Jan recounts her story using many of the emails and instant messages she collected throughout the exchange. This is a unique approach to the topic, as in doing this, she shows how the scam affected her emotionally at each stage of the journey. By looking back on her conversations with Eamon she comments, with hindsight, the worrying signs of a scam and pin-points exactly how she got reeled in.

As the relationship grew stronger Jan’s friends and family tried to warn her against Eamon. They tried to tell her that Eamon was becoming obsessive, a trait common in scammers. The reader holds a similar outsider perspective as the friends do in the book, watching as Eamon tries to increase the contact to numerous times a day and persistently asking for personal details. The reader thus feels the same compulsion as Jan’s friends and family to point out the ‘red flags’ of the relationship.

Eamon continuously plays on Jan’s hopes, fantasies and fears. She wants to settle down with a man, so Eamon fills that role for her, talking about potentially moving to Melbourne with her. This makes the relationship all the more real to Jan thus getting her hopes up. Jan’s fear of being alone and unworthy of love also add to her denial of Eamon being anything sinister, even when he change’s topic swiftly to her assets and work history. As the reader, it is hard to watch the scam unfold and seeing how vulnerable Jan was.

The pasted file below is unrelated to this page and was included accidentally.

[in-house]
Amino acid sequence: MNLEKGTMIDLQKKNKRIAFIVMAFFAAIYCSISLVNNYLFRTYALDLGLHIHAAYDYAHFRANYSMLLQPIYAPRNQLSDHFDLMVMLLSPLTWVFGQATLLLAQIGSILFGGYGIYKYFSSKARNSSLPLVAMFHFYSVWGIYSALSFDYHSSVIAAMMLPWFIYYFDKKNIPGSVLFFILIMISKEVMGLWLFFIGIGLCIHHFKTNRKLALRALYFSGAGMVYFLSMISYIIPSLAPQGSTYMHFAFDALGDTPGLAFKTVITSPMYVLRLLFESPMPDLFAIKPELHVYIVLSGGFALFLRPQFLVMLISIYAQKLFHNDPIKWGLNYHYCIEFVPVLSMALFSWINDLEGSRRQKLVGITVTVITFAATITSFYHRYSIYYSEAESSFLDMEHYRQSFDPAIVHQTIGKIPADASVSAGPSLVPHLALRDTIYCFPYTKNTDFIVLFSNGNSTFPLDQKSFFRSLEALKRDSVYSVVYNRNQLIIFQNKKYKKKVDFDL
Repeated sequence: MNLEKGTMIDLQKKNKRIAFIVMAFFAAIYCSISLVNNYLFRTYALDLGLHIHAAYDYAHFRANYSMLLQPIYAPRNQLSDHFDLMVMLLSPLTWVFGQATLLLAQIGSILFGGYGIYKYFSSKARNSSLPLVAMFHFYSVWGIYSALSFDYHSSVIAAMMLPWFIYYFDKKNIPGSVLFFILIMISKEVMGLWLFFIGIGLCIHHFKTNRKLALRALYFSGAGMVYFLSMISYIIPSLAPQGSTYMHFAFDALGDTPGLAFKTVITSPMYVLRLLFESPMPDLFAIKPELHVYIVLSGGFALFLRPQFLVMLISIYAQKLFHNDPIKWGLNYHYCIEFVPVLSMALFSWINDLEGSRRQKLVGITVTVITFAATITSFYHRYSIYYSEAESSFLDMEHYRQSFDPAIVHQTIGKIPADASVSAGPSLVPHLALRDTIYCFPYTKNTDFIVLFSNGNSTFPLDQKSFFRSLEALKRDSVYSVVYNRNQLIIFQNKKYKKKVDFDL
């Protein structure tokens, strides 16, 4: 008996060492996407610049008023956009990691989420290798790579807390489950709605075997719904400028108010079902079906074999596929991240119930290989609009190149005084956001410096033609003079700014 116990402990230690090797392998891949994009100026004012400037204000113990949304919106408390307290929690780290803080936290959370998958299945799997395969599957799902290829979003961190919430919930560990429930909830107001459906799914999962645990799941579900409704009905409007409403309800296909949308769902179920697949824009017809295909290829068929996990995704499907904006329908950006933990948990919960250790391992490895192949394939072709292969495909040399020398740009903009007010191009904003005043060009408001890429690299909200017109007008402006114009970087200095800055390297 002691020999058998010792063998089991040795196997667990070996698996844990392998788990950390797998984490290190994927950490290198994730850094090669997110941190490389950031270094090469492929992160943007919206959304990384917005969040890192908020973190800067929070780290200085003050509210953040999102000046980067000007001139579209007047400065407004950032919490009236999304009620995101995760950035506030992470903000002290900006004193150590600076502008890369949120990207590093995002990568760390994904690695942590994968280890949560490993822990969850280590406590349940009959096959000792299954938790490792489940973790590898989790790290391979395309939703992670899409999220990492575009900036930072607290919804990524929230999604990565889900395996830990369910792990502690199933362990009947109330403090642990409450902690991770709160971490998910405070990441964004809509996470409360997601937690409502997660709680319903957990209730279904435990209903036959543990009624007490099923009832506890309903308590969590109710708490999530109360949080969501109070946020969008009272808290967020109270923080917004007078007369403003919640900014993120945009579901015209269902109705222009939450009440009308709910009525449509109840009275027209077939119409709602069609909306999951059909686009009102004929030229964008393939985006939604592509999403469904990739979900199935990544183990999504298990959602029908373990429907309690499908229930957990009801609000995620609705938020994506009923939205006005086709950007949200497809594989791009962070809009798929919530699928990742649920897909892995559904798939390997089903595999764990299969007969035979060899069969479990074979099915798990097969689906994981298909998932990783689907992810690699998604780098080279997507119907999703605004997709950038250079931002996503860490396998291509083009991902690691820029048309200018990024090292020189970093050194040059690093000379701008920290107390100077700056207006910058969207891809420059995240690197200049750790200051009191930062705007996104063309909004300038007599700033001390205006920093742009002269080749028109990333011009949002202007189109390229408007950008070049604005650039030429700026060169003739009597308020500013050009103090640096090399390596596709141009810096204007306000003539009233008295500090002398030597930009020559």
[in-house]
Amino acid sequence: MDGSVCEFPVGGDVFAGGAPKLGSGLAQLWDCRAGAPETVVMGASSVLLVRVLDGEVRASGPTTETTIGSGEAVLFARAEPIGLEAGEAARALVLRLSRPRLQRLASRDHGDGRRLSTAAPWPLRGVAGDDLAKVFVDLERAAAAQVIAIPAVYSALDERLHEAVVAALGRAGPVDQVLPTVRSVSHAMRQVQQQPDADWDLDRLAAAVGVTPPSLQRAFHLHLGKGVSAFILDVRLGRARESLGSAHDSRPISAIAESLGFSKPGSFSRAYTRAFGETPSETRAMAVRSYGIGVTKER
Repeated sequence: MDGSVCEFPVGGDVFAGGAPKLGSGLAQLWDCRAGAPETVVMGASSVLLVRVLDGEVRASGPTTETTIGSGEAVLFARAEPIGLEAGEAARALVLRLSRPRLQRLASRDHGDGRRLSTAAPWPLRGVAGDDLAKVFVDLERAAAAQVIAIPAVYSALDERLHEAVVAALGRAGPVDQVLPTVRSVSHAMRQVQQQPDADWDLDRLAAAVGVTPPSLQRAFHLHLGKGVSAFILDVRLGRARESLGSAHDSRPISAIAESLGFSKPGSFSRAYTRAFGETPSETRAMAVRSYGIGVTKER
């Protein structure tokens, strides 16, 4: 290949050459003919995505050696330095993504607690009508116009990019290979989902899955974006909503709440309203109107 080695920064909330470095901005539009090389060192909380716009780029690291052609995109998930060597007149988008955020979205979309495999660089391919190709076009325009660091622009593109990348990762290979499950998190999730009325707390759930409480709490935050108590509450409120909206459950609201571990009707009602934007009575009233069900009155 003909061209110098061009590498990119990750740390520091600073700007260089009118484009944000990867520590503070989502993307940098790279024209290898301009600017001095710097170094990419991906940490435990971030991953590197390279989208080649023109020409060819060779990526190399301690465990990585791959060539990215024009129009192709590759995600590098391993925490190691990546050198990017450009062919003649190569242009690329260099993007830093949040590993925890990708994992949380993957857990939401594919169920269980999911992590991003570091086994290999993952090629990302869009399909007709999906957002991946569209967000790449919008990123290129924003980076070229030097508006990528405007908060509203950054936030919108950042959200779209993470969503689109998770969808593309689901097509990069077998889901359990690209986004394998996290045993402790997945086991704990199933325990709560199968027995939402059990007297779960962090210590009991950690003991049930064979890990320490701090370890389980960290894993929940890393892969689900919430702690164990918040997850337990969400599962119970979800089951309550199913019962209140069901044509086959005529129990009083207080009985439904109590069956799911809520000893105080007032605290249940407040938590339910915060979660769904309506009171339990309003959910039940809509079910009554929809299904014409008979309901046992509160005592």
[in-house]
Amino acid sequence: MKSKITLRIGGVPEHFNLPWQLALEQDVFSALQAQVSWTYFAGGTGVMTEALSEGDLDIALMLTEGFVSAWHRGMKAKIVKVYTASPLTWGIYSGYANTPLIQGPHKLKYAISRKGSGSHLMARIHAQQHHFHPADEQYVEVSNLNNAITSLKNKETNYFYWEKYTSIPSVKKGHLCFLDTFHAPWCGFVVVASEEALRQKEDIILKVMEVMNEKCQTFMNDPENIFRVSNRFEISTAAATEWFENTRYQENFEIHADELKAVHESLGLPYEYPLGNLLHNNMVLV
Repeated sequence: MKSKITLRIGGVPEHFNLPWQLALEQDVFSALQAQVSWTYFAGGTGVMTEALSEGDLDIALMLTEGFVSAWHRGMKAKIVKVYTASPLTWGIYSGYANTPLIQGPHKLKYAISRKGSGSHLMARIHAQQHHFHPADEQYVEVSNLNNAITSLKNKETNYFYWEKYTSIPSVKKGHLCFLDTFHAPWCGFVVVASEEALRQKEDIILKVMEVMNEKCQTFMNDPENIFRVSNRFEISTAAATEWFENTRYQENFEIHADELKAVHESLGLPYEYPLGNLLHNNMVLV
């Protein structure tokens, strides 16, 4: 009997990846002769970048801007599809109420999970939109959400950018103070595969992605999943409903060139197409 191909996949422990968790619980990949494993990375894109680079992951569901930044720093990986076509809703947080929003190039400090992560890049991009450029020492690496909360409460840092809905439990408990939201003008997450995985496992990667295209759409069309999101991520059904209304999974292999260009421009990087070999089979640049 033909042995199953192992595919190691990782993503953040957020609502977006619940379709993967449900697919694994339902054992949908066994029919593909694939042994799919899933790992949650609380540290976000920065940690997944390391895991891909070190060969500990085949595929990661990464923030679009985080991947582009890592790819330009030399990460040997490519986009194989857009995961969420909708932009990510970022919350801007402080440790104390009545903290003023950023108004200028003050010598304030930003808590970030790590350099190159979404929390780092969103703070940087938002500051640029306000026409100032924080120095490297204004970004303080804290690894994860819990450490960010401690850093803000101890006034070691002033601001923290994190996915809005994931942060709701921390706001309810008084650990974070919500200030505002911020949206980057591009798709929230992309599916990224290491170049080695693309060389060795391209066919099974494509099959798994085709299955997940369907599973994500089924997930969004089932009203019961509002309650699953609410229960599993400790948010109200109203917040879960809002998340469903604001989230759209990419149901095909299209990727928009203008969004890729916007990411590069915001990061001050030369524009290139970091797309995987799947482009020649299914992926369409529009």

The most striking part of this book however, is Part Two, where Jan discusses her recovery. She explains the first days and weeks in detail, exploring her relationships with the people around her. Explaining their reactions, how they questioned her decisions. But most importantly her own thoughts; how she grappled with how easily she had been manipulated and why she ignored the signs.

This book gives a victim’s perspective of how a scam impacts one’s life and with hindsight gives a deeply critical investigation into how they can be manipulated. In an age where dating sites and apps are becoming common, this book could help people who have been in a similar situations, those who are potentially going through it, or potentially instill caution in those that don’t know the signs to lookout for.

Pages: 339 | ASIN: B078KS9Q2M

Buy Now From Amazon.com